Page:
The unexpected bonus of a shared van is that you’ll get a glimpse of residential neighborhoods that tourists otherwise rarely see. And the lively conversation that might break out among English-speaking visitors and locals in the van? Priceless.
There is no equivalent of Uber or Lyft in Slovenia that operates in English. And yes, there is a regular LPP bus that goes between the airport and the bus/train station in Ljubljana center. However, with GoOpti being a more efficient airport transfer, I’ve never taken the bus.
Do I Need to Rent a Car in Ljubljana?
Short answer: NO.
There is no free parking in the pedestrian zone of Ljubljana city center. Exceptions: you might find an AirBnb or hotel that includes parking just outside the no-car zone. A budget-priced example is the Hotel Celica, an artsy hostel in a former military prison.
Some hotels and vacation rentals allow guests to borrow bikes. For a few outlying destinations like the Plečnik-designed Žale cemetery, you can catch a cab if you happen to see one parked in one of the taxi stands around the city. Locals usually call taxis with an app, so ask at your hotel if you need help.
Bike riding in Ljubljana’s car-free center or in Tivoli Park is the best way to get around.
ProTip: Buy the Visit Ljubljana card. It will allow you to take LPP city buses or rent a bike, parked in the “Bikelj” stands around the center city. It will also save you money on sightseeing, a funicular ride to the castle, a river boat ride and limited free use of the city’s wifi.
Stranger Danger: Ljubljana is regularly on the list of the world’s safest and most crime-free cities. However, bicycle theft is a problem. If you rent or borrow a bike, do NOT leave it unlocked and unattended anywhere in the city.
Where to Stay in Ljubljana
Everything you want to see in the city center is accessible by bicycle or on foot from a wide choice of hotels. You can flag down or call the free golf cart service called Kavalir to get a ride anywhere in the car-free zone.
My recommendation is to make Ljubljana either the first or last stop on your trip. See the city and then pick up the rental car to head out into the countryside. Or pick up your car on arrival at the airport, travel around Slovenia and then return the car before you spend a few days in the city and head home.
Ljubljana is getting more choices at the luxury end of the hotel market. The InterContinental Ljubljana is a modern highrise with dramatic views of the castle, the old town and the snow-kissed Alps. The renovated Zlata Ladica Boutique Hotel will put you in a historic building right on the river. Mid-priced choices include the City Hotel with a bountiful breakfast buffet and the art deco Grand Hotel Union, just steps away from Prešeren Square and the Triple Bridge. The eco-friendly B & B Hotel Ljubljana Park has a roof terrace where you can learn about the Slovenian tradition of beekeeping.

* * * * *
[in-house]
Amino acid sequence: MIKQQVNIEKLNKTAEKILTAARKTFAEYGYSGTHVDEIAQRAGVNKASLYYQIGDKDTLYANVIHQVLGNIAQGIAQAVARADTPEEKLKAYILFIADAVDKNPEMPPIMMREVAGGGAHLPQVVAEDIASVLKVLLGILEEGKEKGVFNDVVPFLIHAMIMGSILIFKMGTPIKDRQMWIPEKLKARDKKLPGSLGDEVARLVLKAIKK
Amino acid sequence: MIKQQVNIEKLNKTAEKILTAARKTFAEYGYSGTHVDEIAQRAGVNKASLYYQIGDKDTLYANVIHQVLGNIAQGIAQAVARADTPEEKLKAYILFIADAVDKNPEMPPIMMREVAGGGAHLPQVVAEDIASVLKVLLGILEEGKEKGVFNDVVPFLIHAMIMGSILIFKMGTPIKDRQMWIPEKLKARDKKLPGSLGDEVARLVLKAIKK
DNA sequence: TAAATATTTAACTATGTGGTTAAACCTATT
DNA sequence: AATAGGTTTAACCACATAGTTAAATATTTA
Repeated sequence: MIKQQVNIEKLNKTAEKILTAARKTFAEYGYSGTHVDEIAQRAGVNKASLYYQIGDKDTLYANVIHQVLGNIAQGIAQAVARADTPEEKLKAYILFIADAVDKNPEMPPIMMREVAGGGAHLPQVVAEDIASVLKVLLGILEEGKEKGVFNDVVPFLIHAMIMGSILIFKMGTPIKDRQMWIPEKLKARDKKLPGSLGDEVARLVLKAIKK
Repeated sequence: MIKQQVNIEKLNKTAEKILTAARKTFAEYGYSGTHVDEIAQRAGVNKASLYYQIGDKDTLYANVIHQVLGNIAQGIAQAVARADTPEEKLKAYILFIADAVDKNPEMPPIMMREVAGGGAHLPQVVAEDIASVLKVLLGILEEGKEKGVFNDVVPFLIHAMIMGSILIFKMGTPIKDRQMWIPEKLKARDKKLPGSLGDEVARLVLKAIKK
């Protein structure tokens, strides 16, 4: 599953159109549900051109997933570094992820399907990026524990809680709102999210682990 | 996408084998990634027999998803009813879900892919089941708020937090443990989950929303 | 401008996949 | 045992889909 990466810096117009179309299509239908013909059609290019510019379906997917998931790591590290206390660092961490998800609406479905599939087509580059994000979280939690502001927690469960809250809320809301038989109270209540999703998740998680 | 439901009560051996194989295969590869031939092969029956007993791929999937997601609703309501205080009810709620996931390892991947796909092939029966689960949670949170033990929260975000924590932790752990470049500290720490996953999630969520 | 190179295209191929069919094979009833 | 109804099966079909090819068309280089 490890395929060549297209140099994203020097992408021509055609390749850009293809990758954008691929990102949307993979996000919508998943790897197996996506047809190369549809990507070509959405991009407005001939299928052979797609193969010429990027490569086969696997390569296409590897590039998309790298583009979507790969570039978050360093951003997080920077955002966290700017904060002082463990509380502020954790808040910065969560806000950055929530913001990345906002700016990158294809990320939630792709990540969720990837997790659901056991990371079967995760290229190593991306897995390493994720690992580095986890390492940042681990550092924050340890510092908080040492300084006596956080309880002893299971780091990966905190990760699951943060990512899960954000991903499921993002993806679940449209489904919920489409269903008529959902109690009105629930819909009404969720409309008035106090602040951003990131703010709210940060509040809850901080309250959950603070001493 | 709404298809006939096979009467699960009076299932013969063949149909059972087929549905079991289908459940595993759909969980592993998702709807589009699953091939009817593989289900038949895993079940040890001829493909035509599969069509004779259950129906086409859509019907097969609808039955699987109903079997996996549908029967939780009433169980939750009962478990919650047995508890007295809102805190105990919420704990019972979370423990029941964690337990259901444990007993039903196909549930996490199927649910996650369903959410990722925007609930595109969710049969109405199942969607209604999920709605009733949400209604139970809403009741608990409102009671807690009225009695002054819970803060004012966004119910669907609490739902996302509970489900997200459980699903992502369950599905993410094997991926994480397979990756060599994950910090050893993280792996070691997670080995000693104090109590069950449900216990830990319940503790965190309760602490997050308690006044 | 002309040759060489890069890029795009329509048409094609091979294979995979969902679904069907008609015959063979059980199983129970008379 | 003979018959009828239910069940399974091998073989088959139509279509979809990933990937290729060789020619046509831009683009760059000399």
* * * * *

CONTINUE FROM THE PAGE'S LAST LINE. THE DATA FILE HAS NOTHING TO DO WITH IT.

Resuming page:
Where to Stay in Bled
Parking is famously difficult and expensive in Bled, a world-class beauty that fills up in the peak summer season. My recommendation is to visit on a day trip from Ljubljana by bus or train. For that reason I’ve never stayed overnight.
If you plan to stay in Bled, look for a rental or hotel with parking included. The elegant Vila Bled is a luxury hotel once preferred by Yugoslavian leader Josip Broz Tito. Donald Trump met the parents of the future First Lady at the Grand Hotel Toplice. I’ve heard from friends who loved the Adora Luxury Hotel.
If a luxury “glamping” experience in natural surroundings is your thing, check out the Garden Village Bled, just a short walk from the lake. It’s highly recommended by my blogger friends at Let’s Go Slovenia, but keep in mind that it closes during the colder months.
Driving in Slovenia
As for touring the rest of Slovenia, you will need a rental car or alternative transportation.
Despite all the talk about sustainability in Slovenia’s green capital, Slovenes are madly in love with their cars. Frankly, it’s a necessity because getting out to “the nature” is almost impossible by public transit. Believe me, I hate to drive and I’ve tried!
I love living in the pedestrian zone of Ljubljana and not owning a car. However, my Slovene friends think I’m crazy. They can’t imagine life without a car to access the countryside or the big box shopping centers on the outskirts of the city.
Some car rental and transportation options:
- Before you leave the USA, reserve your rental car on Auto Europe. I’ve saved money by using them on several European trips. They compare different vendors from the major rental companies to offer you the best deal.
- All the major rental car companies have offices at the Ljubljana airport and in the city. I don’t drive a manual stick shift, so I usually book with Avant Car. They are more likely to have an automatic transmission available, as long as you reserve at least a few days in advance.
- Make sure your rental has a “vinjeta” sticker that is needed to pay the automatic tolls on major highways. Highways throughout the country are excellent and well marked, but try to avoid morning and afternoon rush hours, when the local two-lane roads jam up with traffic.
- Choose Ljubljana or Bled as your home base and take day trips in Slovenia with local guides who will include transportation in the price. Hiring a local guide for sightseeing or a Ljubljana food tour will also help you make the most of your time in the city. It’s a small country so you can visit Postojna Cave, the cliffside Predjama Castle and just about anything else of interest on a day trip.
- Drunk driving is a serious crime in Slovenia. Keep that in mind if you plan to go wine tasting in Goriška Brda or the Vipava Valley. Designate a driver or do your wine-tasting in Ljubljana — or blindfolded wine-tasting in Bled! Then you can safely walk back to your hotel.
- Sorry, I’m not a tour group person. There are plenty of tour bus groups trudging through Ljubljana, but that’s not how I roll. I also don’t know much about camping, except that you definitely need a vehicle to get to the campsites.